General Data Protection Regulation (GDPR): A Summary

(Regulation (EU) 2016/679)


What is it?

GDPR replaces the European Data Protection Directive 95/46/EC and takes effect across the EU on 25 May 2018.

The purpose of GDPR is to harmonise data privacy laws across the EU, to protect personal data privacy for all citizens of the EU, and to ensure that all organisations take an appropriate approach towards data privacy.

Key definitions:

  • Personal data: any information relating to an identified or identifiable person.
  • Processing (of data): Any operation performed on personal data, such as collection, recording, storage, alteration, use, transmission or erasure.
  • Controller: Person or organisation which determines the purposes and means of the processing of personal data.
  • Processor: Person or organisation which processes personal data on behalf of the controller (but not the controller’s employee).
  • Data Protection Officer: an individual who must be appointed if the processing is carried out by a public authority or body or processing operations require monitoring of data subjects on a large scale.

Application of GDPR:

GDPR applies to every company which processes personal data of subjects residing in the EU, regardless of the company’s location.

Non-EU businesses processing the data of EU citizens will have to appoint a representative in the EU.

Where personal data is transferred from EU to recipients outside the EU, the level of protection of persons in EU should not be undermined. All transfers must be carried out in full compliance with the regulation.

Penalties for breach of regulation:

Breach of GDPR can result in a fine of up to 4% of annual global turnover or €20million (whichever is greater).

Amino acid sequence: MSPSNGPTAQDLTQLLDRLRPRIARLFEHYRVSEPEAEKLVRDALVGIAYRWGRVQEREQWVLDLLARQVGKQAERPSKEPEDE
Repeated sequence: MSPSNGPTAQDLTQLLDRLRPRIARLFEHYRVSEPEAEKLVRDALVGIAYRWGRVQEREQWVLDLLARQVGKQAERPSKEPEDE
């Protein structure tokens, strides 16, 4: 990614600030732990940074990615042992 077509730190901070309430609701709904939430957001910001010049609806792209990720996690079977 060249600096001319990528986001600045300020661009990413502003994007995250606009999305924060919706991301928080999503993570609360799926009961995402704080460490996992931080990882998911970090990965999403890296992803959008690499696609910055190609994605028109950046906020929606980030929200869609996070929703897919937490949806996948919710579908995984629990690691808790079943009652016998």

Key points:

The main principles of GDPR are:

  • All personal data will be processed fairly, transparently and lawfully (on a valid legal basis);
  • Personal data will be collected only for specific, explicit, legitimate purposes, and its use limited to those purposes;
  • Only the minimum, relevant data will be collected and processed;
  • All personal data will be accurate and kept up to date;
  • Personal data will not be held for any longer than necessary;
  • All personal data will be collected and processed in a manner that ensures appropriate levels of security.

In order to process personal data lawfully, the controller or processor must demonstrate that at least one legal basis (from six) is met:

  • Consent: individual has given explicit consent to process their data for one or more specific purpose.
  • Contract: the processing is necessary for a contract you have with the individual;
  • Legal obligation: processing is necessary for you to comply with the law;
  • Vital interests: processing is necessary to protect an individual’s life;
  • Public task: processing is necessary to perform a task in the public interest;
  • Legitimate interests: processing is necessary for your legitimate interests or those of a third party, unless there is a good reason to protect the individual’s personal data which overrides those legitimate interests.

The first legal basis is “consent”: the data subject has given explicit consent to the processing of his or her personal data for one or more specific processes. Consent information must be given in concise, easy to understand, clear language.

All data subjects have the right to withdraw consent at any time and the “right to be forgotten”, ie to have his or her personal data erased and no longer processed.

In an employer / employee relationship, where there is a clear imbalance of power, consent may not be a reliable basis on which to process employee data: it is likely that another legal basis must be chosen. The most likely lawful basis to be used by employers to process employee data is “legitimate interests”.

The data subject must be provided with the following information: the identity and contact details of the controller, the purposes of the data processing and the recipients of the personal data.